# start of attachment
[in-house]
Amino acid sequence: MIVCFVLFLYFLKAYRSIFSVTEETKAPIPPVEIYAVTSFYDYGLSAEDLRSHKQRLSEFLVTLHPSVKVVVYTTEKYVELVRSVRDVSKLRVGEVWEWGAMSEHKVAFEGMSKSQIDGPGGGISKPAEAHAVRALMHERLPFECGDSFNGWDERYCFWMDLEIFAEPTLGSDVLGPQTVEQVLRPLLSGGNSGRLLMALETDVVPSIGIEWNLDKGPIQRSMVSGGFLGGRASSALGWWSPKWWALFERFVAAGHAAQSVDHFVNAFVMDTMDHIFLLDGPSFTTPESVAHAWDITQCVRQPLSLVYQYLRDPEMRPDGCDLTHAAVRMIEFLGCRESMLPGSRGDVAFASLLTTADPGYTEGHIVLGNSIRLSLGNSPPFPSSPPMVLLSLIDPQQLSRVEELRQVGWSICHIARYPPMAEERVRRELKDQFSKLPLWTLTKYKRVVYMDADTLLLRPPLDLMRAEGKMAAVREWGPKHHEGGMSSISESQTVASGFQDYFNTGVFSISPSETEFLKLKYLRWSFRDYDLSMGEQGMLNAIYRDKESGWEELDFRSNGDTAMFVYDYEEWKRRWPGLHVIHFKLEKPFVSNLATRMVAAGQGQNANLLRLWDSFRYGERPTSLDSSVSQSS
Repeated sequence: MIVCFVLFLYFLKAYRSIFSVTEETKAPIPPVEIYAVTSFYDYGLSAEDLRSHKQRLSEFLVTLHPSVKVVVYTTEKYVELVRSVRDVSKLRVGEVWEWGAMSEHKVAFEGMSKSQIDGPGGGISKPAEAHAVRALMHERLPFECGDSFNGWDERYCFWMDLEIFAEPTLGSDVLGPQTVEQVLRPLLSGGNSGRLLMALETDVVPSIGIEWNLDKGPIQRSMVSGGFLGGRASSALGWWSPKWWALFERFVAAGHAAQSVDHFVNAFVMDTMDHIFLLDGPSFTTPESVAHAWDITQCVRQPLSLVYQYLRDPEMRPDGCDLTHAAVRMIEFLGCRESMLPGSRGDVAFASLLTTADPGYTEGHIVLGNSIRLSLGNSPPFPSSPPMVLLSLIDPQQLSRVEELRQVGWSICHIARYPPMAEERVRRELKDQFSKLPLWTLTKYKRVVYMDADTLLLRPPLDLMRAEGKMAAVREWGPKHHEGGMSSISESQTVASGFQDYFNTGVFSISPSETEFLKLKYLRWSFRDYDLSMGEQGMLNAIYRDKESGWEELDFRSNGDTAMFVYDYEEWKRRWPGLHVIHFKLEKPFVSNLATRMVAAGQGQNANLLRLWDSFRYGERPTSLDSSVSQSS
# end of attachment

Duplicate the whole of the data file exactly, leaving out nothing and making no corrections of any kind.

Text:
[in-house]
Amino acid sequence: MIVCFVLFLYFLKAYRSIFSVTEETKAPIPPVEIYAVTSFYDYGLSAEDLRSHKQRLSEFLVTLHPSVKVVVYTTEKYVELVRSVRDVSKLRVGEVWEWGAMSEHKVAFEGMSKSQIDGPGGGISKPAEAHAVRALMHERLPFECGDSFNGWDERYCFWMDLEIFAEPTLGSDVLGPQTVEQVLRPLLSGGNSGRLLMALETDVVPSIGIEWNLDKGPIQRSMVSGGFLGGRASSALGWWSPKWWALFERFVAAGHAAQSVDHFVNAFVMDTMDHIFLLDGPSFTTPESVAHAWDITQCVRQPLSLVYQYLRDPEMRPDGCDLTHAAVRMIEFLGCRESMLPGSRGDVAFASLLTTADPGYTEGHIVLGNSIRLSLGNSPPFPSSPPMVLLSLIDPQQLSRVEELRQVGWSICHIARYPPMAEERVRRELKDQFSKLPLWTLTKYKRVVYMDADTLLLRPPLDLMRAEGKMAAVREWGPKHHEGGMSSISESQTVASGFQDYFNTGVFSISPSETEFLKLKYLRWSFRDYDLSMGEQGMLNAIYRDKESGWEELDFRSNGDTAMFVYDYEEWKRRWPGLHVIHFKLEKPFVSNLATRMVAAGQGQNANLLRLWDSFRYGERPTSLDSSVSQSS
Repeated sequence: MIVCFVLFLYFLKAYRSIFSVTEETKAPIPPVEIYAVTSFYDYGLSAEDLRSHKQRLSEFLVTLHPSVKVVVYTTEKYVELVRSVRDVSKLRVGEVWEWGAMSEHKVAFEGMSKSQIDGPGGGISKPAEAHAVRALMHERLPFECGDSFNGWDERYCFWMDLEIFAEPTLGSDVLGPQTVEQVLRPLLSGGNSGRLLMALETDVVPSIGIEWNLDKGPIQRSMVSGGFLGGRASSALGWWSPKWWALFERFVAAGHAAQSVDHFVNAFVMDTMDHIFLLDGPSFTTPESVAHAWDITQCVRQPLSLVYQYLRDPEMRPDGCDLTHAAVRMIEFLGCRESMLPGSRGDVAFASLLTTADPGYTEGHIVLGNSIRLSLGNSPPFPSSPPMVLLSLIDPQQLSRVEELRQVGWSICHIARYPPMAEERVRRELKDQFSKLPLWTLTKYKRVVYMDADTLLLRPPLDLMRAEGKMAAVREWGPKHHEGGMSSISESQTVASGFQDYFNTGVFSISPSETEFLKLKYLRWSFRDYDLSMGEQGMLNAIYRDKESGWEELDFRSNGDTAMFVYDYEEWKRRWPGLHVIHFKLEKPFVSNLATRMVAAGQGQNANLLRLWDSFRYGERPTSLDSSVSQSS